Road traffic accidentStaffordshire Fire & Rescue Service have highlighted to a group of young drivers the potential consequences they face if they do not follow the rules of the road.

The demonstration at Tamworth Fire Station [5 March] saw 2 cars which have previously been involved in real RTCs replicate the aftermath of an incident with one car on its roof and the other on its side. Six of the attendees, all aged 18-21, were placed in the vehicles, at the lowest possible level, while the crew released them using specialist hydraulic cutting equipment.

Before the demonstration, Community Safety Officer Phil Mulligan said: “Staffordshire has some of the safest roads in the country and, working with our partners, we have achieved a steady decrease in the number of incidents we have been called out to over the years.

“However, every incident is one too many and we are determined to highlight the very real risks that young people can face if they don’t take the responsibility of driving seriously. Some students recently told me they, or their friends, speed, don’t wear seatbelts and use their mobile phones while they are behind the wheel.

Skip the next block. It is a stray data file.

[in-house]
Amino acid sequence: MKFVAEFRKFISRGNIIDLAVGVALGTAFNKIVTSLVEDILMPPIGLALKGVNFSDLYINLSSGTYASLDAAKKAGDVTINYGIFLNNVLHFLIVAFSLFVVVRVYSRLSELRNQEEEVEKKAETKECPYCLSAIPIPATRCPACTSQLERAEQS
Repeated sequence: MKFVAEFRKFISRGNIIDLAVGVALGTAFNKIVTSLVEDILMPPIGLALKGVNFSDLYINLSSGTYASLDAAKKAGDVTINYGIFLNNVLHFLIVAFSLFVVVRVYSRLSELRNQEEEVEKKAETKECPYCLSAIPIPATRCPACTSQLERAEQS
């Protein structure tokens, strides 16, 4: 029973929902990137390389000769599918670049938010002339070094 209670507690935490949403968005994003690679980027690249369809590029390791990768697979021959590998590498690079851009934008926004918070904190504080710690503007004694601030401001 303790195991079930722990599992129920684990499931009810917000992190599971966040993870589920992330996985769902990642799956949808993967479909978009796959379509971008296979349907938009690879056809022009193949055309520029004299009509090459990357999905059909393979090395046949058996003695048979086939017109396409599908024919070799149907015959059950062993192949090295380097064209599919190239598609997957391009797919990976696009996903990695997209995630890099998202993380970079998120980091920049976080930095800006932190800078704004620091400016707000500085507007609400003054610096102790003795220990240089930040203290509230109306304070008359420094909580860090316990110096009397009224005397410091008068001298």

“The aim of this extrication demonstration is to enable the young people to experience, to a degree, what it feels like to be released from a vehicle after it has been involved in a collision. It can be quite shocking, particularly for those who have been freed from the cars, and it makes a big impact, with potentially life-saving effects, on those involved.”

The event was also supported by West Midlands Ambulance Service who provided information on the role of paramedics following an RTC as well as first aid and life skills. The attendees were all referred by NACRO Tamworth, a facility which provides alternative education provision for young people who have become disengaged.

West Midlands Ambulance Service Paramedic Rachael Graffy added: “This was a great opportunity to provide both road safety education to the youngsters and for the emergency services to demonstrate each of their roles at such incidents as well as our HeartStart courses."